The librarian, Mrs Neus Verger, told us that the paper that was produced in the sixteenth and seventeenth centuries for early printed books was of much better quality than that which followed in the eighteenth, nineteenth and twentieth centuries, with the result that priority for conservation work often has to be given to ‘younger’ books. She made her point by showing us some holes created by insects in some of the pages of the botanical book. The insects had bored through the paper completely, but these small pinprick holes constituted the only damage: the surrounding paper was completely untouched. The insect depredations had caused no further decay.
My husband and I will treasure memories of this visit and hope that one day we shall be allowed to return in order to glimpse again these jewels from bygone ages. I’d like to record here our heartfelt thanks to Carmen Cambrodi and Mrs Neus Verger, a wonderfully erudite but very modest colleague, and to pay tribute more generally to the University of Barcelona, an oasis of calm and of serious learning set in the centre of a bustling and vibrant city.
[Text and photographs © Christina James 2013]
As some of my readers with good memories may recall, DI Tim Yates has a sister who lives in Surbiton. So far, his sister has appeared only in In the Family and has no name; she makes no appearance in Almost Love. However, she is a benign, if shadowy, presence waiting in the wings and (I am certain) will crop up in a more central role in a future book.
As I’ve said before, topography and a sense of place are important to me, both in my own writing and in that of others, and I therefore try to place my characters in settings that I know well. I’m familiar with Surbiton because my long-suffering friend Sally lives there. She has allowed me to stay in her lovely turn-of-the-twentieth-century house on almost all of my visits to London over the past fourteen years and she makes strenuous occasions like the London Book Fair tolerable during the day and a joy when I return to her house in the evenings for conversation, wine and good food.
Surbiton is itself an interesting place. It is the quintessential English suburb – even its name suggests it. If you were to hear of it without knowing its location, you would not conjure up an image of a Fenland village or a rugged Scottish town. It sounds like what it is; it even has an equally suburban twin: Norbiton. The twins have mellowed together, their streets laid out and their houses and gardens maintained much as they were in late Victorian times. Even the shops have old-fashioned façades. You feel you might meet Mr Pooter coming round the corner, or see Jerome K Jerome and his friends boating on Surbiton’s stretch of the Thames. Many of the gardens in the street where Sally lives contain beautiful magnolia trees, a feature I think also of the time when they were first laid out, when magnolias were very popular. I love to see them in bloom and am always glad when the Book Fair coincides with their flowering, as it did this year.
Even Surbiton has to move a little with the times, however. On my latest visit, I was amused to see a sign directing would-be purchasers to a new housing development; amused, because the developers have called it Red Square. Now that is a brave step! I don’t know how established residents of Surbiton might feel about this designation, but, as someone who has visited its more famous Russian namesake, I have to confess I see few points of similarity.
I’ve not yet decided upon the exact street in which Tim’s sister lives. Originally, I had conceived of a rather genteel existence for her, perhaps working as a lecturer at nearby Kingston University and living in one of the pretty, solid, semi-detached houses within walking distance of the station. But perhaps she is not like this at all. Younger than Tim, perhaps she is an undercover agent working for MI5. She may even be about to move into a safe house in Red Square.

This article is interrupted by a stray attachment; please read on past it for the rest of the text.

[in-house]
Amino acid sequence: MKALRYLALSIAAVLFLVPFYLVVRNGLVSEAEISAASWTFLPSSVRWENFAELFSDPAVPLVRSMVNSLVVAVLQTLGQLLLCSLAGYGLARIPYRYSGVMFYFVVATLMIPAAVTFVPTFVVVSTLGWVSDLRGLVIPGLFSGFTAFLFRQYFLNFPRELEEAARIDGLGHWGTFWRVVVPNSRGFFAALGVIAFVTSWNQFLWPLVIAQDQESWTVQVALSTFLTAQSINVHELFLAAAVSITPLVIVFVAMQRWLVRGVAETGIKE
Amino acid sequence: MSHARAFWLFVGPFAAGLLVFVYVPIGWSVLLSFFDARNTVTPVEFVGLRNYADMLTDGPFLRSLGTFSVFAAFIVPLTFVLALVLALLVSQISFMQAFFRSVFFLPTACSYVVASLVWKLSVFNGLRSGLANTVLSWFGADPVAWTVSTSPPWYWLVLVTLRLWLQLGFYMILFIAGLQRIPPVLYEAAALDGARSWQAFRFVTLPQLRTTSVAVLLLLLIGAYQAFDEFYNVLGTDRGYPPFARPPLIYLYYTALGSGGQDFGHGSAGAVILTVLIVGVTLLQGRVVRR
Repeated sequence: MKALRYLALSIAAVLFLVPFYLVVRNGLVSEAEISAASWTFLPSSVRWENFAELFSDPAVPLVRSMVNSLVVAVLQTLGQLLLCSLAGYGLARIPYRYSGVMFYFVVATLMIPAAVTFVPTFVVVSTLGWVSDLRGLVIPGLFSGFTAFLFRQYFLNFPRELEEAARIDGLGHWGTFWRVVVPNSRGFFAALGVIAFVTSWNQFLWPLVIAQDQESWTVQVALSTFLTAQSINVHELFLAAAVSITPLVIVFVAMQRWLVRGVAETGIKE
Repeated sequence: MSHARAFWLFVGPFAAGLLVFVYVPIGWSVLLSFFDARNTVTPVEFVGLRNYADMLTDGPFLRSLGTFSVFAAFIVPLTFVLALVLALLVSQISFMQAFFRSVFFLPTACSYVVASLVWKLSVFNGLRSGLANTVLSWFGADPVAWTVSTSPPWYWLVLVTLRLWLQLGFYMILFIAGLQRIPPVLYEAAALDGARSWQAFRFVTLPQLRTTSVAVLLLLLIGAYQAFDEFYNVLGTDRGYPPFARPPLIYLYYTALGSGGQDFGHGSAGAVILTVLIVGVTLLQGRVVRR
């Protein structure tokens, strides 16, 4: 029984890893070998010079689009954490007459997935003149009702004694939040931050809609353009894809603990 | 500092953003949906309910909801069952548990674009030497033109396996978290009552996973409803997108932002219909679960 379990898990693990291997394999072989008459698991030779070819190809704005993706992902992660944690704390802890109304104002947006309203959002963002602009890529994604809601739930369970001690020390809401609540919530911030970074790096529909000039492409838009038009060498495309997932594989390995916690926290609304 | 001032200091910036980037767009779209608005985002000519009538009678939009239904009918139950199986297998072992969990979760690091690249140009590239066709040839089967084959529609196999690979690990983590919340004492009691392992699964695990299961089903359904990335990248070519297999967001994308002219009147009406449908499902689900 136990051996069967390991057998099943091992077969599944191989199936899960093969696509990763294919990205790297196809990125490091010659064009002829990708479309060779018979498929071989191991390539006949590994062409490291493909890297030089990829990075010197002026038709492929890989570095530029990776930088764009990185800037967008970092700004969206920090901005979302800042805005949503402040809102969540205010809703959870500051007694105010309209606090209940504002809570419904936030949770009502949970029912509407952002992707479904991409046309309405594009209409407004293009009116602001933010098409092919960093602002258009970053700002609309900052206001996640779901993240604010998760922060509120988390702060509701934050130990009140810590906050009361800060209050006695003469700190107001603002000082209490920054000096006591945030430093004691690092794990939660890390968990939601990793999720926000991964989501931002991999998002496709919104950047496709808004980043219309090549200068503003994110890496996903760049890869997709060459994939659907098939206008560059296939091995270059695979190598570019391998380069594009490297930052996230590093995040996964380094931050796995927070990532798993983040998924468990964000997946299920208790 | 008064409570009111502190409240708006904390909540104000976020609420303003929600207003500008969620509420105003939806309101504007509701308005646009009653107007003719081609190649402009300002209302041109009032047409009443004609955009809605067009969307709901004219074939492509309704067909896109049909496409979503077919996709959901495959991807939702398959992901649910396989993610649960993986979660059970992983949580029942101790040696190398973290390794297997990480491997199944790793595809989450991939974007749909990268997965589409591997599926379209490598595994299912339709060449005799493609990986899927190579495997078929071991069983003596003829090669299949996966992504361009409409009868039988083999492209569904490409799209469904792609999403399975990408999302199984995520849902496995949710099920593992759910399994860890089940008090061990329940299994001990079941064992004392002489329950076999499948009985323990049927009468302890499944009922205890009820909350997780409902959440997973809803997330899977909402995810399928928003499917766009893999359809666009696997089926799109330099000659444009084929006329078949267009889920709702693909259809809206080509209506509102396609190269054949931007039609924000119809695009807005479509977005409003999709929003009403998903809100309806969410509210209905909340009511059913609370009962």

Sam, the wonderful Events Manager at Waterstones Gower Street, has organised ‘An Evening with Christina James’ on Thursday 2nd May 2013. It will start at 6.30 p.m. and last for perhaps an hour. I shall be reading a short excerpt from In the Family and perhaps also one from Almost Love (which will be published in June), and offering a few tips, from a personal perspective, on how to get published. After this, there will be a short Q & A – and a glass of wine! The event is a sort of forerunner of a larger Salt crime event that will be hosted by Gower Street on 23rd May 2013.
I know that readers of the blog are scattered far and wide and that some of you don’t live in Europe. Wherever you are, I am very grateful to you for your interest and have been delighted to ‘meet’ you on these pages. For those of you who happen to be in London next Thursday or can travel there easily (and would like to, of course!), I should be delighted to have the opportunity to meet you in person.
Happily my visit to Barcelona coincided with the celebration of St. George’s Day (on Tuesday 23rd April); ‘Sant Jordi’ is big in this city, which honours him with a much higher profile than we extend to him as our national patron saint. It was, of course, also World Book Day. I’m not sure whether it was owing to Spanish influence that the UK and the USA have chosen this date for their annual bookfest, but I am certain that the people of Catalonia got there first. In Barcelona, it is an ancient tradition to celebrate St George’s role as the patron saint of books. Booksellers bring book stalls out on to the pavements and everyone enters into the spirit of celebrating the book. Sales throughout the day are brisk; almost everyone I saw travelling on the Metro in the evening was carrying a bag of books. There is a carnival atmosphere. St George is remembered by a rose and an ear of corn, symbolising the damsel that he rescued and himself as her rescuer. Traditionally, the Spanish man of honour presented his lady with a rose accompanied by a corn stalk, to which she responded by giving him a book. Christina James, I am proud to say, received her rose (well, three, in fact!) and, for pleasure’s sake, not duty’s, gave her man a book. (For the romantics amongst you – and to the smiles of Catalan onlookers – kisses were exchanged…)